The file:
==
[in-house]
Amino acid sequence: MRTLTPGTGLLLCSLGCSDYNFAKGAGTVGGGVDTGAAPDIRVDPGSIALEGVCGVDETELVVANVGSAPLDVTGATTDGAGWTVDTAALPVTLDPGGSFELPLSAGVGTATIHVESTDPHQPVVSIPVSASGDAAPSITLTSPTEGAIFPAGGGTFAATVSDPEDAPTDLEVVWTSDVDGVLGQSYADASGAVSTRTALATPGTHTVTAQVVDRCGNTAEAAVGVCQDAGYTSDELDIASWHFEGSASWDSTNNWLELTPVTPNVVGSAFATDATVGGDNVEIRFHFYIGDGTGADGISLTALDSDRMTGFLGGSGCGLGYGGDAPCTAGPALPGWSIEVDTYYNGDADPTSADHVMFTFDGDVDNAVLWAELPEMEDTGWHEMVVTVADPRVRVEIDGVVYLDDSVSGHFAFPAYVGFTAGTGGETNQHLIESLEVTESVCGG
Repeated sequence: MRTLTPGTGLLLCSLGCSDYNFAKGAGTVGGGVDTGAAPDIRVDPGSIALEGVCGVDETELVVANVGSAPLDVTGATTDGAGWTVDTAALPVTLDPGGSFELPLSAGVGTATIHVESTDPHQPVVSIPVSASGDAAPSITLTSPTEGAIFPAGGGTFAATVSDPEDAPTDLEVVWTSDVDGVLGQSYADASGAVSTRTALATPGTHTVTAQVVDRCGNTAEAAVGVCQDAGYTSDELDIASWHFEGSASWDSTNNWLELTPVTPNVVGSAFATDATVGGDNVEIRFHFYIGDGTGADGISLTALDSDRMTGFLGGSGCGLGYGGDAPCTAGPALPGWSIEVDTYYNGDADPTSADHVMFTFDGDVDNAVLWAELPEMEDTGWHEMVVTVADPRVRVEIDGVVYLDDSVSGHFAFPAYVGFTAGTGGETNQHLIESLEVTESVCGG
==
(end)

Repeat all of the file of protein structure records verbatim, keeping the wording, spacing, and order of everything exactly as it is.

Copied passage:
[in-house]
Amino acid sequence: MRTLTPGTGLLLCSLGCSDYNFAKGAGTVGGGVDTGAAPDIRVDPGSIALEGVCGVDETELVVANVGSAPLDVTGATTDGAGWTVDTAALPVTLDPGGSFELPLSAGVGTATIHVESTDPHQPVVSIPVSASGDAAPSITLTSPTEGAIFPAGGGTFAATVSDPEDAPTDLEVVWTSDVDGVLGQSYADASGAVSTRTALATPGTHTVTAQVVDRCGNTAEAAVGVCQDAGYTSDELDIASWHFEGSASWDSTNNWLELTPVTPNVVGSAFATDATVGGDNVEIRFHFYIGDGTGADGISLTALDSDRMTGFLGGSGCGLGYGGDAPCTAGPALPGWSIEVDTYYNGDADPTSADHVMFTFDGDVDNAVLWAELPEMEDTGWHEMVVTVADPRVRVEIDGVVYLDDSVSGHFAFPAYVGFTAGTGGETNQHLIESLEVTESVCGG
Repeated sequence: MRTLTPGTGLLLCSLGCSDYNFAKGAGTVGGGVDTGAAPDIRVDPGSIALEGVCGVDETELVVANVGSAPLDVTGATTDGAGWTVDTAALPVTLDPGGSFELPLSAGVGTATIHVESTDPHQPVVSIPVSASGDAAPSITLTSPTEGAIFPAGGGTFAATVSDPEDAPTDLEVVWTSDVDGVLGQSYADASGAVSTRTALATPGTHTVTAQVVDRCGNTAEAAVGVCQDAGYTSDELDIASWHFEGSASWDSTNNWLELTPVTPNVVGSAFATDATVGGDNVEIRFHFYIGDGTGADGISLTALDSDRMTGFLGGSGCGLGYGGDAPCTAGPALPGWSIEVDTYYNGDADPTSADHVMFTFDGDVDNAVLWAELPEMEDTGWHEMVVTVADPRVRVEIDGVVYLDDSVSGHFAFPAYVGFTAGTGGETNQHLIESLEVTESVCGG